It was in the year King Uzziah died that I saw the Lord. He was sitting on a lofty throne, and the train of His robe filled the Temple. Attending Him were mighty seraphim, each having six wings. With two wings they covered their faces, with two they covered their feet, and with two they flew. They were calling out to each other, “Holy, holy, holy is the LORD of Heaven’s Armies! The whole earth is filled with His glory!” Their voices shook the Temple to its foundations, and the entire building was filled with smoke. Then I said, “It’s all over! I am doomed, for I am a sinful man. I have filthy lips, and I live among a people with filthy lips. Yet I have seen the King, the LORD of Heaven’s Armies.” Then one of the seraphim flew to me with a burning coal he had taken from the altar with a pair of tongs. He touched my lips with it and said, “See, this coal has touched your lips. Now your guilt is removed, and your sins are forgiven.” Then I heard the Lord asking, “Whom should I send as a messenger to this people? Who will go for us?” I said, “Here I am. Send me.” —Isaiah 6:1-8, NLT
Isaiah records his awesome encounter with God in chapter 6 of his book. It is a scene that defies description, and I’m sure that Isaiah struggled to find the words that expressed his experience. The majesty and holiness of God overwhelmed him, and immediately shone a spotlight on the incompatibility of Isaiah’s human nature with that of the Holy Presence. His only thought was to cry out, “It’s all over! I am doomed!” But then an angel immediately came to his rescue, touching his lips with a burning coal and telling him that his guilt was removed and his sin forgiven.
I feel certain that from that day forward, “the fear of the Lord” was no mere abstract concept for Isaiah. Yet it was in the moment of abject fear, faced with a devastating reality, that Isaiah experienced true intimacy with God. He was personally touched and reassured by the Divine. Rather than desiring to turn and run away, he was irresistibly drawn to run towards, blurting out spontaneously, “Here I am. Send me.”
This same Isaiah is the one who later writes, in the beautiful 40th chapter, “Yes, the Sovereign Lord is coming in power. He will rule with a powerful arm. See, He brings His reward with Him as He comes.” (Isaiah 40:10) In light of the chapter six vision, this image of an all-powerful, terrifying coming King makes sense to me. But then Isaiah goes on:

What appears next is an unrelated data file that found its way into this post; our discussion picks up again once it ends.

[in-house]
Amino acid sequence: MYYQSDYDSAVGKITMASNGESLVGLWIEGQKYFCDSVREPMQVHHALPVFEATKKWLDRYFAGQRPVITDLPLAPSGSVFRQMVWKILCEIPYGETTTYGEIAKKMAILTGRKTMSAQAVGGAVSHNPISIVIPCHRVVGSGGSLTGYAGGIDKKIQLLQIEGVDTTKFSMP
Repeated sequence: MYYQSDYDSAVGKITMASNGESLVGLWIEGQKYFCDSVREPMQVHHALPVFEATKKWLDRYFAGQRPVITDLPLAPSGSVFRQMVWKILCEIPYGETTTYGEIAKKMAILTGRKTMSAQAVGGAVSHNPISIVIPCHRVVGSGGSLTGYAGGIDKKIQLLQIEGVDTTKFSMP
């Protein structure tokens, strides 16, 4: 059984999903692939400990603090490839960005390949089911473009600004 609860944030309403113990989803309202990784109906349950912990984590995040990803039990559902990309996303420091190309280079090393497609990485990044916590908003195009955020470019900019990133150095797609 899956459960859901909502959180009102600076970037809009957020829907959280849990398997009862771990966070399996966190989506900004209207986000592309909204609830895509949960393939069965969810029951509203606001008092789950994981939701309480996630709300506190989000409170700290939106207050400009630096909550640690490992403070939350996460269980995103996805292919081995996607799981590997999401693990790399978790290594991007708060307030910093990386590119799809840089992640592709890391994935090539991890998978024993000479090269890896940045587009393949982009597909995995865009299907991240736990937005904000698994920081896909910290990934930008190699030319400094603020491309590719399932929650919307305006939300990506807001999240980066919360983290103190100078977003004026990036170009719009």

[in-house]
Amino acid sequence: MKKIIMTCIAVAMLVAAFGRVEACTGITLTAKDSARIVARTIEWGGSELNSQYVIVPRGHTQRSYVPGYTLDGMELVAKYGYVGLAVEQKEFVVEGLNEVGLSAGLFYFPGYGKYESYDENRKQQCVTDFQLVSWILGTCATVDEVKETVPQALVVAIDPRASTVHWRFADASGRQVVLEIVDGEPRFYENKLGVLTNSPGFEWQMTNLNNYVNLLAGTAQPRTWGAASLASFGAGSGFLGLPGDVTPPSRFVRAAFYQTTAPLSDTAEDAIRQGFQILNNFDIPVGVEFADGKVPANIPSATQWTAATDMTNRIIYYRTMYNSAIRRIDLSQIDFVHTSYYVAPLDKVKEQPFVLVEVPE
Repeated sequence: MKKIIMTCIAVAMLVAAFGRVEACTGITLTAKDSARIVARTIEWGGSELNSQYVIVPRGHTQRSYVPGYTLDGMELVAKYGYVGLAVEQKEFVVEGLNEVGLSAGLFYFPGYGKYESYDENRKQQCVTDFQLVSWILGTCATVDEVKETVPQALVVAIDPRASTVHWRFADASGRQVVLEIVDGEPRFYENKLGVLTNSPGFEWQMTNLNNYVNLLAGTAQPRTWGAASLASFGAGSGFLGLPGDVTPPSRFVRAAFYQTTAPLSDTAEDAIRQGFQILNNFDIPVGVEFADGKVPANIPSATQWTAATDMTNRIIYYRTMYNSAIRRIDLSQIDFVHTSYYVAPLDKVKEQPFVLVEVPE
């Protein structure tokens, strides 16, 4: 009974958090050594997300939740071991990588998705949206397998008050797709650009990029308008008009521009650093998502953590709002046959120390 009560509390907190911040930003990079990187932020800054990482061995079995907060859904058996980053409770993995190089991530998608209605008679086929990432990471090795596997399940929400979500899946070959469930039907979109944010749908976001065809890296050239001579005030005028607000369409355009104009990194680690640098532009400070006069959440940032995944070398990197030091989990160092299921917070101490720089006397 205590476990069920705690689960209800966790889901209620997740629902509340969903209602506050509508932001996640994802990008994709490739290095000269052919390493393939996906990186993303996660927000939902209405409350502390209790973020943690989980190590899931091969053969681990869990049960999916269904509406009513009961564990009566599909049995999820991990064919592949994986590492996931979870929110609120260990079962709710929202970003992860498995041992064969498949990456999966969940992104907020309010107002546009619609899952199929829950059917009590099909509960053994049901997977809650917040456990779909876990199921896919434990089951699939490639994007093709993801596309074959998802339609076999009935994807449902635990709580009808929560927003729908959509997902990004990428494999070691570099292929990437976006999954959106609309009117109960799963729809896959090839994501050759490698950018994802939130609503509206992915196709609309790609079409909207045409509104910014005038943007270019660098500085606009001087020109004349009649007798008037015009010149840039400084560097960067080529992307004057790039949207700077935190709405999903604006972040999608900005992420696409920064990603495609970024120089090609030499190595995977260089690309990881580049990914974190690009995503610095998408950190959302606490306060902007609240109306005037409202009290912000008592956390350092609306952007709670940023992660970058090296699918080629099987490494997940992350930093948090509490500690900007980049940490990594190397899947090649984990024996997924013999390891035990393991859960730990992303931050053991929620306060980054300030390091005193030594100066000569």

“He will feed His flock like a shepherd. He will carry the lambs in His arms, holding them close to His heart. He will gently lead the mother sheep with their young.” (Isaiah 40:11)
Amazing, to think that the man who had the fearsome image of his encounter with God burned into his brain could so eloquently write this tender and loving depiction of that very same God! And as if that were not enough, in chapter 63 verses 8 and 9 he writes:
“…And He became their Savior. In all their suffering He also suffered, and He personally rescued them. In His love and mercy He redeemed them. He lifted them up and carried them through all the years.”
This great and majestic God, whose holiness I cannot begin to comprehend, yet suffers with me when I suffer. He personally rescues me. In the original Hebrew, the word that is translated “personally” actually reads “the angel of His presence.” As He did for Isaiah, the “angel of His presence” touches me, rescuing and redeeming me from my own hopeless condition. The same God whose presence evokes fear and awe also tenderly carries me and hurts when I hurt.
“The Sovereign Lord is coming in power…”
His sovereignty is the key. The only acceptable response is to worship Him in all humility and reverence—while at the same time joyfully surrendering ourselves into His loving arms, trusting that He knows what is best as He “carries us through all the years.”
When God is our Holy Father, sovereignty, holiness, omniscience, and immutability do not terrify us; they leave us full of awe and gratitude.
Sovereignty is only tyrannical if it is unbounded by goodness;
Holiness is only terrifying if it is untempered by grace;
Omniscience is only taunting if it is unaccompanied by mercy;
Immutability is only torturous if there is no guarantee of goodwill.